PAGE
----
• According to a report from the Institute on Taxation and Economic Policy, Amazon will pay nothing in federal income taxes for the second year in a row. Thanks to the new Tax Cuts and Jobs Act, Amazon’s federal tax responsibility is 21% (down from 35% in previous years). But with the help of tax breaks, according to corporate filings, Amazon won’t be paying any taxes despite posting more than $11.2 billion in profits in 2018.

In The Past 24 Hours Or So Weekend Edition

Your Daily Dose of Trump and His Administration News

11/16-11/17

  • California and twenty-two other states sued the Environmental Protection Agency on Friday, challenging President Trump’s decision to block the state from setting tougher tailpipe emissions standards. Trump announced in September that he was revoking the waiver California has relied on for decades that require automakers to produce more environmentally friendly cars for the state.
  • President Trump defended his Friday morning Tweet attacking former U.S. ambassador to Ukraine Marie Yovanovitch during her testimony in House impeachment inquiry, saying: “I have freedom of speech just like other people do” and that he’s “allowed to speak up” if others are talking about him.
  • Lev Parnas and Igor Fruman had a private meeting with Giuliani and Trump at the White House’s annual Hanukkah party last year. At one point during the party, Parnas and Fruman slipped out of a large reception room packed with hundreds of Trump donors to have a private meeting with the President and Giuliani. Later Parnas bragged he was on a “secret mission” on behalf of Trump to get Ukraine to investigate the Bidens and the DNC.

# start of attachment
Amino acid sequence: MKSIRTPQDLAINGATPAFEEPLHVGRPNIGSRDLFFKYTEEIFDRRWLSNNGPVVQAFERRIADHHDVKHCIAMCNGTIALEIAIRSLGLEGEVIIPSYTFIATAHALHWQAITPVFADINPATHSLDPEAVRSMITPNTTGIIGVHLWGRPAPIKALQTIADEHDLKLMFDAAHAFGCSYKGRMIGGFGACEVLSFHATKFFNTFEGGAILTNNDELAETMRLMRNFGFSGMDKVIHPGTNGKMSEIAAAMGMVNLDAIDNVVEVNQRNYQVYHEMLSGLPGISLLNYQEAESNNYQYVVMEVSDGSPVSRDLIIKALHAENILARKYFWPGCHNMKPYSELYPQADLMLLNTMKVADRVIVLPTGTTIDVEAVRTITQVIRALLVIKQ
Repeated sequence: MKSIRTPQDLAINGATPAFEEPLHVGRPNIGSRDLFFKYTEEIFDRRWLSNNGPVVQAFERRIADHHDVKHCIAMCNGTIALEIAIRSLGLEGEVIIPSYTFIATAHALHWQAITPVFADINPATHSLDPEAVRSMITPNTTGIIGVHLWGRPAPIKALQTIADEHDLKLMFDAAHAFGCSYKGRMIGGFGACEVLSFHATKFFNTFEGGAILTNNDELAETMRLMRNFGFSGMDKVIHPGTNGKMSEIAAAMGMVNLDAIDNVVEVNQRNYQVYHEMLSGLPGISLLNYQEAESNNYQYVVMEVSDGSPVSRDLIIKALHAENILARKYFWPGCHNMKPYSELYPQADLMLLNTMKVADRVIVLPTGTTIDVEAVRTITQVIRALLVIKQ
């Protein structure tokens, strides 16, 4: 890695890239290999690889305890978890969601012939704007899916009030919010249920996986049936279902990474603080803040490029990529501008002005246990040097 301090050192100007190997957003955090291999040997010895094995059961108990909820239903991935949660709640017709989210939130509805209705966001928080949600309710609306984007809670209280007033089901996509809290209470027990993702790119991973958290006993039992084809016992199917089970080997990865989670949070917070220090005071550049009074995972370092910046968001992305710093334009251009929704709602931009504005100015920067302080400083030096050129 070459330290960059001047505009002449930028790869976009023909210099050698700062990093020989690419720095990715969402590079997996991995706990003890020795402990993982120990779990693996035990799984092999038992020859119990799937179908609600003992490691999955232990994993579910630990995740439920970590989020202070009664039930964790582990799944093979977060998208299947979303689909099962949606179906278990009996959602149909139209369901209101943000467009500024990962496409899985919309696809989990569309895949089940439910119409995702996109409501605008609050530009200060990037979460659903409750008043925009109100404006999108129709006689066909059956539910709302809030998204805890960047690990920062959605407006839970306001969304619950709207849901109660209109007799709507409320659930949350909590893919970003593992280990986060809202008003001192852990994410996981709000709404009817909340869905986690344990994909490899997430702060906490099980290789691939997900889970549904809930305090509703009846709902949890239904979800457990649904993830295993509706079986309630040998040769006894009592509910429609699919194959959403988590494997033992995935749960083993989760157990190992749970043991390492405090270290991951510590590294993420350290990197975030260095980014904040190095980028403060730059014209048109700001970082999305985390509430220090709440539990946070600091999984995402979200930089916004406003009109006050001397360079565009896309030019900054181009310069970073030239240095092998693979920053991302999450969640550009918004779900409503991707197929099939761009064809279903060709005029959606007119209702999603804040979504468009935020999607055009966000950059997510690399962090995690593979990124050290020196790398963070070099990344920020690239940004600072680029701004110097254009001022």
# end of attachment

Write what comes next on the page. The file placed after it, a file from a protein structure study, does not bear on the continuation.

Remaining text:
• The Agriculture Department will begin distributing another round of tariff relief payments next week to farmers and ranchers burned by President Donald Trump’s trade war.The Trump administration has already paid farmers at least $6.7 billion for their 2019 production, on top of $8.6 billion provided for last year’s production and additional trade relief efforts like commodity purchases and marketing assistance.
  • The White House is standing by senior adviser Stephen Miller as he faces calls to resign after newly released emails showed he circulated material linked to white nationalism to conservative media before taking his role in the Trump administration.